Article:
Presentation and context are everything. Because Bare Wires leader Matthew Melton comes from the Bay Area's fertile lo-fi scene, because he once played in drone-jam punk outfit Snake Flower 2, and because his voice gets firmly distorted in a manner similar to contemporaries like Tyvek and sometimes Castle Face labelmates Thee Oh Sees, Bare Wires is a garage punk act. But not only are Melton's ten songs concise -- indeed, nothing on Seeking Love breaks the three-minute mark -- they are also flawless. The latter characteristic owes probably to the band, which includes Nathan Price and Brian Johnson. Melton's T. Rex influence has been well noted, and that's a decent starting point for Bare Wires, who are little more than a classic guitar pop outfit. They are so classic, in fact, that they -- besides the overdriven vocals -- might as well be a slick Los Angeles band created for the express purpose of licensing songs to teen dramas and video games. Melton's lyrical subjects edge on the almost completely generic -- "What's so hard to understand/She would not even hold your hand," he sings on "If It's Over" -- but it's a great breakup song. The energy of these ten songs has little to do with punk and everything to do with the universal themes of pop music. The formulas are a little note-perfect at times, and one might have a hard time finding Melton himself in the lyrics, or finding a place in the music as a listener. But for those predisposed to indie pop, Bare Wires are also very hard to resist. Nor is there any reason to do so.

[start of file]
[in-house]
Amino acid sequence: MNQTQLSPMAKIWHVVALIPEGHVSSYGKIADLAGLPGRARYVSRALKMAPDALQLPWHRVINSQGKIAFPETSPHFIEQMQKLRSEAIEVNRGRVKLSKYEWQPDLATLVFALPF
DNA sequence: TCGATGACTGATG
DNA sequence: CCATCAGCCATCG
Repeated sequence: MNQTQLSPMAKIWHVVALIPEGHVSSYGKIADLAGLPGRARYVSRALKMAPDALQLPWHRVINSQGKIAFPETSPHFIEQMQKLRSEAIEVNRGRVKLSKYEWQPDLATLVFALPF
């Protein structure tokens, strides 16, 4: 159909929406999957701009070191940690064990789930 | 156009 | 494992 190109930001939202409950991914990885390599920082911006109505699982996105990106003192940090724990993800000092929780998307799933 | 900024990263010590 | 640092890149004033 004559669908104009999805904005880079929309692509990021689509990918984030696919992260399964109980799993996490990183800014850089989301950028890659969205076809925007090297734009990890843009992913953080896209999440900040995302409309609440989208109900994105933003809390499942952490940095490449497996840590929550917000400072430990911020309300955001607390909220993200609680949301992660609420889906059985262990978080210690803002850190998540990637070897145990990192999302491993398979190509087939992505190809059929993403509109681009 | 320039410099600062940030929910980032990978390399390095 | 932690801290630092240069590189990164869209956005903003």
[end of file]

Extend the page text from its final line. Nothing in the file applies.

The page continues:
Share this page
AllMusic Review by Jesse Jarnow